Greg Olsen appointed engineering school's 'entrepreneur in residence'
Princeton University’s engineering school has named Greg Olsen, a pioneer in the sensors industry and in space travel, as its first “entrepreneur in residence.”
The position gives students and faculty members access to advice and ideas from a highly successful business founder and adds momentum to the growing number of entrepreneurial activities at the school, said H. Vincent Poor, dean of the School of Engineering and Applied Science.
Olsen said that a company he cofounded, Sensors Unlimited, benefited greatly during its early days from collaborations with Princeton’s researchers in material science. Christopher Dries, who received his Ph.D. from Princeton, went on to become the vice president of research and development at Sensors, which is located in Princeton.
“Sensors Unlimited got a lot of help from Princeton and there is a nice trade going on already between Princeton and entrepreneurship,” Olsen said. “I just want to keep that going.”
Sensors Unlimited developed optoelectronic devices such as sensitive near-infrared and shortwave-infrared cameras for NASA and other clients. Goodrich Corporation, a Fortune 500 aerospace and defense company, acquired Sensors in 2005 for $60 million in cash.
“Having Princeton interact with industry is a really great thing,” said Olsen. “It’s good for the companies; it’s good for the students; it’s good for the University. I’m looking forward to doing whatever I can to get research out of Princeton University and into the world.”
Olsen’s appointment is with Princeton’s Center for Innovation in Engineering Education, in collaboration with the Princeton Institute for the Science and Technology of Materials (PRISM).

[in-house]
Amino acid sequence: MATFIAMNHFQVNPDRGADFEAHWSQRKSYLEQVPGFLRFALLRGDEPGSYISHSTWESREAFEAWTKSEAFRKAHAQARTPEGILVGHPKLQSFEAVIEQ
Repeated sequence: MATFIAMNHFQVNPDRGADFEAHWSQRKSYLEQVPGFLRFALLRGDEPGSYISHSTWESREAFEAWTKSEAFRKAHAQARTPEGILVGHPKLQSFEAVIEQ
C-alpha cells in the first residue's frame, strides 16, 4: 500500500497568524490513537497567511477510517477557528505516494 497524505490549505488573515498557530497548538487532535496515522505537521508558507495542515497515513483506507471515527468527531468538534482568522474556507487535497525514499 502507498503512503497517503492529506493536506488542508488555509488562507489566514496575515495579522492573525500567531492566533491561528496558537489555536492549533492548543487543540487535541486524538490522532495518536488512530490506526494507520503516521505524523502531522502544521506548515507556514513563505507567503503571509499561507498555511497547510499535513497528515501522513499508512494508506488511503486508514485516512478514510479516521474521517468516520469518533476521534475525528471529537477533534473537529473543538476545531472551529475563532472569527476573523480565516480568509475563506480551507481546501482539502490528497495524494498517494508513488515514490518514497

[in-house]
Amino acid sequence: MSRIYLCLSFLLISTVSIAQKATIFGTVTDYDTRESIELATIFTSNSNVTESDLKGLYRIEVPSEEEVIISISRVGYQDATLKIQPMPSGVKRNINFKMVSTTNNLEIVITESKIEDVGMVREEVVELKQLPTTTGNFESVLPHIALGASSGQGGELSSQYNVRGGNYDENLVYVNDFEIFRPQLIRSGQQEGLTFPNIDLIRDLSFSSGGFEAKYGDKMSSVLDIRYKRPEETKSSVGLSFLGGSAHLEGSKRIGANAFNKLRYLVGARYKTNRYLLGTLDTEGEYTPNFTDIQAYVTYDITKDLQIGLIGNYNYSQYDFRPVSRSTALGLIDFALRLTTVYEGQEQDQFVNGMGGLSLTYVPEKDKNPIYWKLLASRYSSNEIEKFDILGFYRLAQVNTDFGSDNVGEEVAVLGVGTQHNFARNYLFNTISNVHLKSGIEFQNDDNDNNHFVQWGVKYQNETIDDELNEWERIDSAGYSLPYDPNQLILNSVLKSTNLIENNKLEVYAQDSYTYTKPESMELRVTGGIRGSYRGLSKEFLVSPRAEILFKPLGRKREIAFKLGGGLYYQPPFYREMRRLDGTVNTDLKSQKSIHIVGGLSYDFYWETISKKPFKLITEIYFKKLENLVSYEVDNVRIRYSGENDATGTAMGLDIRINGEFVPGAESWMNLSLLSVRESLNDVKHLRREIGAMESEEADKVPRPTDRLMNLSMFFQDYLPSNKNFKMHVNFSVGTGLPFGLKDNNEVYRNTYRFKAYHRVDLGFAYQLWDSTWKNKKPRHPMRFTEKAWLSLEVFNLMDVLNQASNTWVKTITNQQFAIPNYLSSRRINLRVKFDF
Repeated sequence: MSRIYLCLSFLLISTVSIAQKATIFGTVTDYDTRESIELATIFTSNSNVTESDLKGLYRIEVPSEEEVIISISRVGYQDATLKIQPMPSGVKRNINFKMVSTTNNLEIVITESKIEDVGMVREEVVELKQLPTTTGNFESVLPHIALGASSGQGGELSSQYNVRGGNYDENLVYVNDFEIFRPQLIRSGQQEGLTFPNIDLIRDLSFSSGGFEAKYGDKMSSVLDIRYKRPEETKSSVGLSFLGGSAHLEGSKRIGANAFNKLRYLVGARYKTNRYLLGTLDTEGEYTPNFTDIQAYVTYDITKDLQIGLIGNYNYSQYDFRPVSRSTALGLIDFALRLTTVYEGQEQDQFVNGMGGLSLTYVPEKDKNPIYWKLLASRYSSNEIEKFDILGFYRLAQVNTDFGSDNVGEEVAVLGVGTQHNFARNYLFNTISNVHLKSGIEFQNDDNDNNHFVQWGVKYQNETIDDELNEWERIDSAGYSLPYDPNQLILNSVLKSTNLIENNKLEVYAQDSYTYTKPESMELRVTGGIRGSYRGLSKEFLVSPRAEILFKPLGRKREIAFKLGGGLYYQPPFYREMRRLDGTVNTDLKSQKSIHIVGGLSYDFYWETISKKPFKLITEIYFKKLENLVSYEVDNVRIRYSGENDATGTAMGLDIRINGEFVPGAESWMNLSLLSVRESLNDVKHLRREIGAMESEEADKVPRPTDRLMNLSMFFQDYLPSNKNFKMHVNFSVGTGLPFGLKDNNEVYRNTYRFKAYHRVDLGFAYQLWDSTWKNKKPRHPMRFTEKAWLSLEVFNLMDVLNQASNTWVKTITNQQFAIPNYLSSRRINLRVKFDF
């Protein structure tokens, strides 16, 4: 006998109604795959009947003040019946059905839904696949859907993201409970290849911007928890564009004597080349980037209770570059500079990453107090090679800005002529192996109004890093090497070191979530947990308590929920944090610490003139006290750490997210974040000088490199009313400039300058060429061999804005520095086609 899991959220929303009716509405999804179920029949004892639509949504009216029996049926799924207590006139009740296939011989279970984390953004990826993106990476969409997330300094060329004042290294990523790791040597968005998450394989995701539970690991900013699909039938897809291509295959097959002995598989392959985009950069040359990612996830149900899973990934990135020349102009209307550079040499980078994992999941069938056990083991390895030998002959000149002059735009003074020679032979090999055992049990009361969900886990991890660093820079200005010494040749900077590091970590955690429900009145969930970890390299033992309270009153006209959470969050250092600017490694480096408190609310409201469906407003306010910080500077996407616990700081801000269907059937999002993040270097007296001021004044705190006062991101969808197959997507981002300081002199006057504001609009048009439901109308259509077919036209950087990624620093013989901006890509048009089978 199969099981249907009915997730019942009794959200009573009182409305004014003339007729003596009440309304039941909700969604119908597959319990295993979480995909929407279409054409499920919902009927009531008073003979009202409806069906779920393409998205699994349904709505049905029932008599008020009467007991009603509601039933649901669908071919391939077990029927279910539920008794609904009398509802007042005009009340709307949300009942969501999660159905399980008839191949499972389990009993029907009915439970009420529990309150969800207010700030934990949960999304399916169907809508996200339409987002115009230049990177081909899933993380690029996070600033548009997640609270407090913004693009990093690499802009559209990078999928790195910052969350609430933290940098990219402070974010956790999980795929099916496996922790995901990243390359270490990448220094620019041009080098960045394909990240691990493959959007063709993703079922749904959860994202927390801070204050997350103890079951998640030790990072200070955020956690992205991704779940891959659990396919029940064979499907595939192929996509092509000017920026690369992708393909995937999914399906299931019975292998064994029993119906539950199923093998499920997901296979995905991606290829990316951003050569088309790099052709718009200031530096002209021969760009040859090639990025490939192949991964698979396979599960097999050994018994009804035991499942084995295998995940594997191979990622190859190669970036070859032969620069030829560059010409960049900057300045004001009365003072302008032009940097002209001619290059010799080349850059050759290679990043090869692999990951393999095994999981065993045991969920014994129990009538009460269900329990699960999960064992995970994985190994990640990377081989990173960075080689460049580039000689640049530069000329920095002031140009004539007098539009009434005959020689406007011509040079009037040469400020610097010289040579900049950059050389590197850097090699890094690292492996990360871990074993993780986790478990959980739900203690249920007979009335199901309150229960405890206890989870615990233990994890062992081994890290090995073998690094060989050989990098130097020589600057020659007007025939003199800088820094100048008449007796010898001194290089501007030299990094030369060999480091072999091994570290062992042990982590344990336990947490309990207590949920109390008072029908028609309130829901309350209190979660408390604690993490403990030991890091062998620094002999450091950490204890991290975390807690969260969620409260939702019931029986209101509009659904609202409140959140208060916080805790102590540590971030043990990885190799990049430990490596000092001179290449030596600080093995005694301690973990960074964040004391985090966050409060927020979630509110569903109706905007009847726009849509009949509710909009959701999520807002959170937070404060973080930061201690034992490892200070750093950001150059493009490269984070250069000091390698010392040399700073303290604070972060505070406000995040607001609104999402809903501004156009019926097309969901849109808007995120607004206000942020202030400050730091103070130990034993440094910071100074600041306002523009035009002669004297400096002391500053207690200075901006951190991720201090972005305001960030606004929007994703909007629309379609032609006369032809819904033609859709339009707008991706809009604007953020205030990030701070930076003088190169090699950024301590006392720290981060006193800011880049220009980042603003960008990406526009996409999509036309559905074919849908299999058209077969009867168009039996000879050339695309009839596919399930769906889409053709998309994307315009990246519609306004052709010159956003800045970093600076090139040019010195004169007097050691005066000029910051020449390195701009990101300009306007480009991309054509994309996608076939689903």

Olsen went into space with much fanfare in October 2005 as one of the world’s first private citizens to become a self-funded astronaut. He traveled on a Russian Soyuz rocket for a 10-day visit to the International Space Station. Since then he has been devoting much of his time exhorting American students to pursue careers in science and engineering.
He admits that he himself was not always a stellar student. “Actually, in high school I was on the brink of juvenile delinquency,” he said.
But in college he became serious about his studies -- graduating from Fairleigh Dickinson with two bachelor’s degrees and going on to the University of Virginia for his doctorate in materials science.
Upon getting his Ph.D., Olsen became a research scientist, first at the University of Port Elizabeth, in South Africa, and then at RCA Laboratories (now Sarnoff), where he developed a photodetector made of the exotic metals indium-gallium-arsenide.
Although he lacked business experience, Olsen thought he could produce detectors faster and more cheaply than RCA could. So in 1984 he cofounded his first company, Epitaxx, which manufactured emitters and detectors for fiber optics.
“I just sort of morphed from being a bench research scientist into an entrepreneur,” he said.
His new position at Princeton is itself entrepreneurial. “Since this is the first time we have had an entrepreneur in residence, Greg will be defining the position,” said Poor. “He is such an agile and innovative thinker that we have great expectations.”
Olsen said that he would be making himself available to University researchers and students to offer one-on-one advice. But, in general, he offered the following as his main principles of entrepreneurship:
• Don’t give up. “That’s the secret,” Olsen said. “People think there is a magic recipe that if you do A, B, and C then you will succeed. The only thing you can be sure of is that hard times will come.”
• Be prepared. “Don’t try to avoid mistakes,” he said. “Try to deal with them quickly.”
• Hire people who are better than you. “Most people struggle with that,” said Olsen. “Most people would like to have people they can control easily themselves rather than people who will ultimately become better than they are. I found out over time that it’s just an easier way of doing things to have really smart people working for you. I don’t struggle with the ego thing. There are a lot of people in the field who are smarter than me. I’m just glad to be able to work with them.”